Dr. Kiyota receives 2008 Oldfield Award

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UNMC researcher Tomomi Kiyota, Ph.D., right, recipient of the 2008 Vada Kinman Oldfield Alzheimer's Research Award, with Ardyce Bohlke, who is a former Nebraska State Senator and executive director of the Nebraska Dollars for Scholars organization -- which the Kinman-Oldfield Family Foundation matches in funding Oldfield Award.
Vada Kinman Oldfield would have turned 98 on Monday.

And so -- as has happened every year near her birthday since her death in 1999 -- a UNMC researcher received the Vada Kinman Oldfield Alzheimer's Research Award. The late Col. Barney Oldfield established the award in honor of his wife, who battled Alzheimer's for 11 years.

This year's recipient was Tomomi Kiyota, Ph.D., a postdoctoral researcher in the UNMC Department of Pharmacology and Experimental Neuroscience.

"We have to halt the progress of this disease and moderate the symptoms for those who suffer from it," said Dr. Kiyota, as he became the 10th recipient of the Oldfield Award. A $10,000 stipend comes with the award.

Dr. Kiyota's research focuses on a peptide called amyloid-beta (AB), which can gather in the brain, decrease memory function and contribute to Alzheimer's progression.

In mouse models, Dr. Kiyota studies how the brain clears itself of these peptides and how this clearance process is hindered in those with Alzheimer's disease.

Oldfield Winners

  • 2008 -- Tomomi Kiyota, Ph.D.
  • 2007 -- Prasada Padala, M.D.
  • 2006 -- Jonathan Kipnis, Ph.D.
  • 2005 -- Daniel Murman, M.D.
  • 2004 -- Shinji Sato, Ph.D.
  • 2003 -- Brenda Keller, M.D.
  • 2002 -- Anuja Ghorpade, Ph.D.
  • 2001 -- Daryl Bohac, Ph.D.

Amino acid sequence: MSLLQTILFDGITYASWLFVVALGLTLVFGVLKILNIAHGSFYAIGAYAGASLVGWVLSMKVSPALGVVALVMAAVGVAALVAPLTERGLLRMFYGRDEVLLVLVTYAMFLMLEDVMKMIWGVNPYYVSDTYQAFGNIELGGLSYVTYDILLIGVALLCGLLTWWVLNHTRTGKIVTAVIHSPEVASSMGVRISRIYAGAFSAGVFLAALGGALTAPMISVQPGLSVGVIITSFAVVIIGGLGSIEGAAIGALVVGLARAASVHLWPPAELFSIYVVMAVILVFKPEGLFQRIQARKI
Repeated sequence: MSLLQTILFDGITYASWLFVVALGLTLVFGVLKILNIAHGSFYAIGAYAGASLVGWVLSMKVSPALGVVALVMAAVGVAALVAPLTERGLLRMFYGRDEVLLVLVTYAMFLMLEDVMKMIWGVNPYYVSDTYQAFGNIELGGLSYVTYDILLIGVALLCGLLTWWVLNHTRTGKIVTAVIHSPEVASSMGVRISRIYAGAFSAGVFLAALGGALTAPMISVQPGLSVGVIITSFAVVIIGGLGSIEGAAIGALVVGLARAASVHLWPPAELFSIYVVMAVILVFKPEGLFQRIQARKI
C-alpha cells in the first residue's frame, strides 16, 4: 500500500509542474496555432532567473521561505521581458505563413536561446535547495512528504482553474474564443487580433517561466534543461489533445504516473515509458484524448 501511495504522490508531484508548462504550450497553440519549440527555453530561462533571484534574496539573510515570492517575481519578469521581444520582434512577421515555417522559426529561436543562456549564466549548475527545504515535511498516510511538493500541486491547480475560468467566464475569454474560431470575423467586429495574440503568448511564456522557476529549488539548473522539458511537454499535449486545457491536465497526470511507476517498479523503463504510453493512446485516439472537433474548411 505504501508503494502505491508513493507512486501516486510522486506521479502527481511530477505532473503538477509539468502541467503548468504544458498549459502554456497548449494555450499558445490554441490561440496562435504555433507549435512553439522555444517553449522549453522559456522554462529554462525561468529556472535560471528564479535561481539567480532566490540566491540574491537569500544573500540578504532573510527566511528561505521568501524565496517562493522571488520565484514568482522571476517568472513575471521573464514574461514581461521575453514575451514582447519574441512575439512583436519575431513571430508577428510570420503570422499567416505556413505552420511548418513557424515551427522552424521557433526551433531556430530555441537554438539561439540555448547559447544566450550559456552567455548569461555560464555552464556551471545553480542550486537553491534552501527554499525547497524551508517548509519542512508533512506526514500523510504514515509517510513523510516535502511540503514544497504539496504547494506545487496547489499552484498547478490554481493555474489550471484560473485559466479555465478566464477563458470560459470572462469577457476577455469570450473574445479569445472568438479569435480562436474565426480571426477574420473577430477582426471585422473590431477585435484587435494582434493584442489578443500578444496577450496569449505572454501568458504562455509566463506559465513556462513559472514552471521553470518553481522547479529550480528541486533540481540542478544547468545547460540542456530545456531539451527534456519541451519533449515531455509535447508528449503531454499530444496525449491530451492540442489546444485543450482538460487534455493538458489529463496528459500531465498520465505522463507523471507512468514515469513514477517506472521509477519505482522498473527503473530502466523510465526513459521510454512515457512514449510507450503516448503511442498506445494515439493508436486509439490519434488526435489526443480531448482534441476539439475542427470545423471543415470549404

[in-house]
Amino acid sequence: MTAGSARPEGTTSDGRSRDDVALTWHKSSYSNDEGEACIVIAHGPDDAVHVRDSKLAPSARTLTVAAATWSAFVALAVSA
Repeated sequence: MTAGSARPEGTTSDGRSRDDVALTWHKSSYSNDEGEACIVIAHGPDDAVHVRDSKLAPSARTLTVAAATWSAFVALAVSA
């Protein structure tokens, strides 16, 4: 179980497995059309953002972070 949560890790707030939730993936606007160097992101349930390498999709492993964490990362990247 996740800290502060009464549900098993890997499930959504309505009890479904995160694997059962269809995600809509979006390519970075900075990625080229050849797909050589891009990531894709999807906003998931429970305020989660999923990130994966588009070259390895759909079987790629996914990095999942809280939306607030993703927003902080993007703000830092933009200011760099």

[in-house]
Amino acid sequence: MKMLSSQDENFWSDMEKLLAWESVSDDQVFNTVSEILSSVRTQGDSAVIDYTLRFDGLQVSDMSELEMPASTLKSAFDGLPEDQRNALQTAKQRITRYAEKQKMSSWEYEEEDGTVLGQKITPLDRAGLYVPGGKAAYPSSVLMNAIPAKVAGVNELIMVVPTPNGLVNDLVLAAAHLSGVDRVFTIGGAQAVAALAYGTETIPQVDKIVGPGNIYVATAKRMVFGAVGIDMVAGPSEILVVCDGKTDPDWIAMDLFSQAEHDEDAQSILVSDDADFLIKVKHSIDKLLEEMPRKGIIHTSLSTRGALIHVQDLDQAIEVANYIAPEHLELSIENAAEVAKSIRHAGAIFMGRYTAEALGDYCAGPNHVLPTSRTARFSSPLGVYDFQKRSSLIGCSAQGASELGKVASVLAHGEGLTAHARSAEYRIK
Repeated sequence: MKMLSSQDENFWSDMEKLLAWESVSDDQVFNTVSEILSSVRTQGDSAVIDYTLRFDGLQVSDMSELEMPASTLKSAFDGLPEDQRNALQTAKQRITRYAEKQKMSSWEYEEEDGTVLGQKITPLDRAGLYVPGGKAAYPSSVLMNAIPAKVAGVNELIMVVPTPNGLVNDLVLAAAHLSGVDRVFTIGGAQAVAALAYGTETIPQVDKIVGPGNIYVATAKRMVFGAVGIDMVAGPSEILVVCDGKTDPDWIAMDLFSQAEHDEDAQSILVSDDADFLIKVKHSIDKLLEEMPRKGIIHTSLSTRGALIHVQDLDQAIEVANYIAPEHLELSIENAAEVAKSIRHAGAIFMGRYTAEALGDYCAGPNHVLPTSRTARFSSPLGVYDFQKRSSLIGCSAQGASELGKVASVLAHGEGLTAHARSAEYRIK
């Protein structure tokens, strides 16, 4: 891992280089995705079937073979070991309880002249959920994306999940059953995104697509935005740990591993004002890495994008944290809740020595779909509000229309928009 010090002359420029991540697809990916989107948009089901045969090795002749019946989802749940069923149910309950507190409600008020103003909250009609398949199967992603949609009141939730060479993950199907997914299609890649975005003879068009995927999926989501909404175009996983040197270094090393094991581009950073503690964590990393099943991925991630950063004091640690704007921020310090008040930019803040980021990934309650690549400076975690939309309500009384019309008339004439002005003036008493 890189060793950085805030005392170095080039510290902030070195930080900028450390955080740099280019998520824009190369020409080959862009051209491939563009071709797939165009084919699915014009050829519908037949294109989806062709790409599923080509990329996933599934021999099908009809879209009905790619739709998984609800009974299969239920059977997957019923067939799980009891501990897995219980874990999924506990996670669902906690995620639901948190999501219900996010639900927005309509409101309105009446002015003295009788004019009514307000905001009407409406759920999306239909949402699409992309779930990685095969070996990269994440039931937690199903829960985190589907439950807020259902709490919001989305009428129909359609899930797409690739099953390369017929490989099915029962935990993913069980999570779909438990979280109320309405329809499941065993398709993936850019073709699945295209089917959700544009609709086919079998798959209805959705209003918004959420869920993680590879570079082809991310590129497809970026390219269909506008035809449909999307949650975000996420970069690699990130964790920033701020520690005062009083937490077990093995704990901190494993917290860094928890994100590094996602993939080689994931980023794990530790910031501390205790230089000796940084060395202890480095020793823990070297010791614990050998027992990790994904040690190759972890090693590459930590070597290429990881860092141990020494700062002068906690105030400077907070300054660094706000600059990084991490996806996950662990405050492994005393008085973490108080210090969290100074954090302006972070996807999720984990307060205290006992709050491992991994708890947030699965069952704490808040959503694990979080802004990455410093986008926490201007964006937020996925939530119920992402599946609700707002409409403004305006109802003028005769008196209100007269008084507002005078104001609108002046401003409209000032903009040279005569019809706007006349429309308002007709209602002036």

• 2000 -- Tsuneya Ikezu, M.D.
  • 1999 -- Vince Thomas, Ph.D.

He has published studies that implicate certain inflammatory substances in the brain as contributors to the inability to clear the harmful peptides and, recently, he has focused on some anti-inflammatory substances that could help the brain get rid of the AB peptide.

Dr. Kiyota's recent findings have significant implications for future Alzheimer's therapy, said Tsuneya Ikezu, M.D., Ph.D., Dr. Kiyota's mentor and recipient of the 2000 Oldfield Award.

"I'm very pleased to see Dr. Kiyota receive the Oldfield Award," Dr. Ikezu said. "He is a rising star in Alzheimer's research and I expect much more from him in the future."

Also at Monday's ceremony, pharmaceutical sciences graduate student Daniel Flaherty of Holdrege, Neb., became the fourth recipient of the Nancy and Ronald Reagan Alzheimer's Scholarship Fund Award for his research into potential pharmaceutical therapeutics for Alzheimer's disease.

The Kinman-Oldfield Family Foundation established the Reagan award to honor the late president, who battled Alzheimer's for 10 years. Oldfield met Reagan in 1939 and later became his publicist. The award recognizes scientists for promising research into Alzheimer's disease and comes with a $5,000 stipend.

In his research, Flaherty investigates compounds that may battle against and regulate the same harmful AB peptides studied by Dr. Kiyota.

Reagan Scholarship winners

  • 2008 -- Daniel Flaherty
  • 2007 -- Kalpana Padala, M.B.B.S.
  • 2006 -- Heather Titman, M.D.
  • 2005 -- Prasad Padalla, M.D.

Flaherty works in the laboratory of Jonathan Vennerstrom, Ph.D., professor of pharmaceutical sciences in UNMC's College of Pharmacy.

Flaherty is deserving of the award and -- even as a graduate student -- he's already shown potential to be a great researcher, Dr. Vennerstrom said.

Former State Sen. Ardyce Bohlke is executive director of the Nebraska Dollars for Scholars organization -- which the Kinman-Oldfield Family Foundation matches in funding the awards each year. She said the work being done by Dr. Kiyota and Flaherty fits the motivation behind the Oldfields' gifts.

"These awards are meant to fund research that provides hope for those with Alzheimer's and the work of these two scientists certainly does that," Bohlke said.